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02 Apr, 2020

Lily's Guide to Eating Seasonally

Lifestyle

The idea and notion of seasonal eating is one that we are all familiar with because it’s simple, right? Eat what is grown locally at the right time of year and try to avoid eating food that has been imported from thousands of miles away. In reality, however, it’s harder than it seems.

Our supermarkets are packed full of products that are imported, in fact as much as 60% of the produce sold in supermarkets is imported, from our fruit and veg to our meat and fish, our pasta to our loo roll. It’s no wonder that while we may want to eat and shop seasonally and locally, our supply chains are not set up to deliver this. And so we end up compromising, often too much. What we all have to remember is that demand leads to supply - we have the power to change the supply chain if we demand UK produce, consistently.

There are so many reasons to eat seasonally, from reducing carbon emissions to the fruit and veg being far more nutritionally sound and flavourful because it is able to get from farm to fork quicker and is therefore less reliant on preservatives to extend shelf life.

But most importantly, we are not designed to eat the same food all year round. We should eat lighter meals in the summer and warmer dishes in the winter, our biological make-up demands it. It’s no coincidence that you crave soups and stews in the winter and salads in the summer. Your body has an amazing way of telling you what you need, you just need to tune into it as much as you can.

Before the industrial revolution we would have eaten what was grown locally, we wouldn’t have had the choices we have today, but we would have still had variety and the food would have been more nutritious because of the soil quality and the natural growing environment where preservatives would not have been needed. Back then, what we ate would have been in tune with what our bodies were craving, and I feel that this is what we need to get back to. Intuitive eating, listening to our bodies, because if we can do that the benefits will go far beyond our own health, it will have a global impact too. Not only will we be more self-sufficient, we can reduce air travel, we can reduce our reliance on meat products and we can reduce the need for preservatives in our food.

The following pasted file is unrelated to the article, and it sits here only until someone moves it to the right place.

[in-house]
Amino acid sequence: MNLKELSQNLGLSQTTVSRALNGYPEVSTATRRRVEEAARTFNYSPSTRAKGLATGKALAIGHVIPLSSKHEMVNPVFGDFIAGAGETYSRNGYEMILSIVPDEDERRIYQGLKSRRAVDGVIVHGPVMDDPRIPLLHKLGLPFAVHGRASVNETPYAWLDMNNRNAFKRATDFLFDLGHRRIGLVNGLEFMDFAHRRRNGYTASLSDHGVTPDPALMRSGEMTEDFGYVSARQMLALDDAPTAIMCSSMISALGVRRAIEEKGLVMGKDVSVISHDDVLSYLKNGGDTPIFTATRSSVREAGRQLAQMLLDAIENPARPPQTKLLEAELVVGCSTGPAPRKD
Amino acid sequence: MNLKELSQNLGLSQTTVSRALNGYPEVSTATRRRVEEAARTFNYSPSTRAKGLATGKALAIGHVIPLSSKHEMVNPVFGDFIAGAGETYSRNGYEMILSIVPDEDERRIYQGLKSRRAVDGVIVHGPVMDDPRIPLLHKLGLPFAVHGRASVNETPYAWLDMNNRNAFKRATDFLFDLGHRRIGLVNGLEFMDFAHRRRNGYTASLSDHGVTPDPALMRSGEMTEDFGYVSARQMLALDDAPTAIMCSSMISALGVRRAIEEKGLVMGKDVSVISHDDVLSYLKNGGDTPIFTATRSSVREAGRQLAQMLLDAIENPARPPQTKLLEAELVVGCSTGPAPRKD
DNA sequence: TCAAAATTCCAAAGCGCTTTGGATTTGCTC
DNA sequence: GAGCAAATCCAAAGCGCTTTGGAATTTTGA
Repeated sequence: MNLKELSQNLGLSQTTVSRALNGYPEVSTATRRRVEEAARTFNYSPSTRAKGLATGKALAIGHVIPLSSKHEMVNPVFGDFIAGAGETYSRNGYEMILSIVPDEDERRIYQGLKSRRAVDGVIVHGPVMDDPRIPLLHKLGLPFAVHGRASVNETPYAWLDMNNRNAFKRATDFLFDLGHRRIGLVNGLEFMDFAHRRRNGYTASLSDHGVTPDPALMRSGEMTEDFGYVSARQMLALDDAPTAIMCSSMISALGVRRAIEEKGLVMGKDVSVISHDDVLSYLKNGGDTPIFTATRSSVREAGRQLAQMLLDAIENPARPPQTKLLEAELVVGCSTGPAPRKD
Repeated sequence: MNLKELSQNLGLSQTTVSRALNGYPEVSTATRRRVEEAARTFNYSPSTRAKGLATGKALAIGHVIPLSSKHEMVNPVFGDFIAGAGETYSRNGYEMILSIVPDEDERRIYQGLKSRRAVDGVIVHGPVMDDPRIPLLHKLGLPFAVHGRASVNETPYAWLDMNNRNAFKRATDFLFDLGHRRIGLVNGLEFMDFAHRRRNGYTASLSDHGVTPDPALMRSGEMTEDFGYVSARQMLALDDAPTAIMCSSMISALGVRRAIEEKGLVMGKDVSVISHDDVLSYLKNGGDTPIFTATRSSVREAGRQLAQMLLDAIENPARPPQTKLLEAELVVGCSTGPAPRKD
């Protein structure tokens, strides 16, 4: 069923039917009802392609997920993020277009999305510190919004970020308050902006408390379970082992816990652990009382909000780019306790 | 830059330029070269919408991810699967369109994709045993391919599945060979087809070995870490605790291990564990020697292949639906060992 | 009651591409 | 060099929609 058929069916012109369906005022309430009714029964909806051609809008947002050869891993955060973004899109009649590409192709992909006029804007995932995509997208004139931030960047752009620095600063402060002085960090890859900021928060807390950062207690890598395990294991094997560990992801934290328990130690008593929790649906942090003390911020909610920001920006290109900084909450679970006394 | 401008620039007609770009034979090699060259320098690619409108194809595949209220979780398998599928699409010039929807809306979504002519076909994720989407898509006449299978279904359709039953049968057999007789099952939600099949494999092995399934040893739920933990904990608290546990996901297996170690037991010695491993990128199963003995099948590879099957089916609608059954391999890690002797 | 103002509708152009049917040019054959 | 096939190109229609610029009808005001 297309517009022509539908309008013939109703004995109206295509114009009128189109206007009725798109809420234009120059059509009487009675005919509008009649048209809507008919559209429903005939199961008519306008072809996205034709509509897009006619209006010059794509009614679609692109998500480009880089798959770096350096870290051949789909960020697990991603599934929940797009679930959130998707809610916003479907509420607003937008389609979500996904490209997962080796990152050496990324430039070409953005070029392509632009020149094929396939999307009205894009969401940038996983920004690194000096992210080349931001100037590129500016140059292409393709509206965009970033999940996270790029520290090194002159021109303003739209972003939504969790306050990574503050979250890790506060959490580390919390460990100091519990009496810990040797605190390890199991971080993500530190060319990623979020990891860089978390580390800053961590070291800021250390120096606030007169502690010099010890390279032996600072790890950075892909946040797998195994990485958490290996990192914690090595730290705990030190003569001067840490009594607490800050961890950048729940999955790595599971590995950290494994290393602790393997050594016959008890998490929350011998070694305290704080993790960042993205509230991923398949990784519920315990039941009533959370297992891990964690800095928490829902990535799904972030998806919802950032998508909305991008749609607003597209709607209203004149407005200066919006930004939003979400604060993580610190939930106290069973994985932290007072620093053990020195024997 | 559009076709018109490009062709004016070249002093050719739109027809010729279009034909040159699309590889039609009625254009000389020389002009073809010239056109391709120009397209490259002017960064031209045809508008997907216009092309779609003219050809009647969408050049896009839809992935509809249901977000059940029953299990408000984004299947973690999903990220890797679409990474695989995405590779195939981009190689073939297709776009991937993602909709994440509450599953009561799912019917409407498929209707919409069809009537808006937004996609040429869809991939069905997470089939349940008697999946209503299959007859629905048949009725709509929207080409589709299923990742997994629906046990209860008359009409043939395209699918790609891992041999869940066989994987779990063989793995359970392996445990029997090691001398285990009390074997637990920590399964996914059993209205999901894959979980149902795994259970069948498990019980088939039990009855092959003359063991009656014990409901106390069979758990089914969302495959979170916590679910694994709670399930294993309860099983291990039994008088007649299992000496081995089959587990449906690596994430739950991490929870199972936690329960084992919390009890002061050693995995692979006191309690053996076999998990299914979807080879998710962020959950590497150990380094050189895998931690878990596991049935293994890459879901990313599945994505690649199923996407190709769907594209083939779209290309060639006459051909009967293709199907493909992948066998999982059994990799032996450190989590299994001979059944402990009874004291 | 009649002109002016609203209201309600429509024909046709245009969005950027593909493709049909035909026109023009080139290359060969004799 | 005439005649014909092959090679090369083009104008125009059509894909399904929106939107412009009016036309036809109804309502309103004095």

Here are a few tips for eating seasonally, along with a list of the ingredients to choose this spring.

  1. Always choose local if you can. Local can mean from a farm down the road or at the very least a farm in the UK. If it’s local then it’s in season. There is nothing quite like an apple grown from a British tree, full of nutrients and flavour, rather than being sickly sweet and watery. Aim for 90% - going completely local is challenging and sometimes it’s nice to have a tropical fruit but make it the exception not the rule, and celebrate it when you do pick that mango or pineapple!
  2. Conscious shopping. Ask the question, ‘Is it in season?’ - I recently did our local shop with my kids and said that we weren’t allowed to buy anything unless it was in season and therefore locally sourced. It made us ask the question to our grocers and our fish monger and our bakery. The exercise was great on so many levels, not only was it just nice to speak to the staff but it really made us think about everything we were buying. It was conscious shopping, and that felt good.
  3. Supplements can be your friend. If you are worried that by eating seasonally you are not able to get as many nutrients then supplementing is a good way to give your nutrient levels a boost. In the spring we tend to be slightly more deficient in Vitamin C as fruit tends to be out of season during spring and we tend to get a lot of our Vitamin C from apples, pears, oranges etc. Depending on the weather it’s also a good idea to take a vitamin D supplement until the sun really comes out in May/June time.

And remember the main benefits for eating locally and seasonally go beyond our own health:

  • It helps to reduce the energy (and associated CO2 emissions) needed to grow and transport the food we eat
  • It helps to to avoid paying a premium for food that is scarcer or has travelled a long way
  • It helps to support the local economy
  • It helps to reconnect with nature's cycles and the passing of time but, most importantly, because:
  • Seasonal food is fresher and so tends to be tastier and more nutritious

What to eat in spring

Here is a list of what’s in season over the next few months, keep this list handy (screenshot it) so that you’ve always got it when you're thinking about cooking!

  • Asparagus,
  • Broccoli,
  • Carrots,
  • Cucumber,
  • Sweet potatoes,
  • Jersey royal new potatoes,
  • Lettuce & salad leaves,
  • Peas,
  • Purple sprouting broccoli,
  • Radishes,
  • Rocket,
  • Samphire,
  • Spinach,
  • Spring onions,
  • Watercress,
  • Wild nettles,
  • Rhubarb,
  • Tomatoes.

Here's a handy wheel of the best of UK spring produce. Why not print it out and stick it on your fridge for inspiration?

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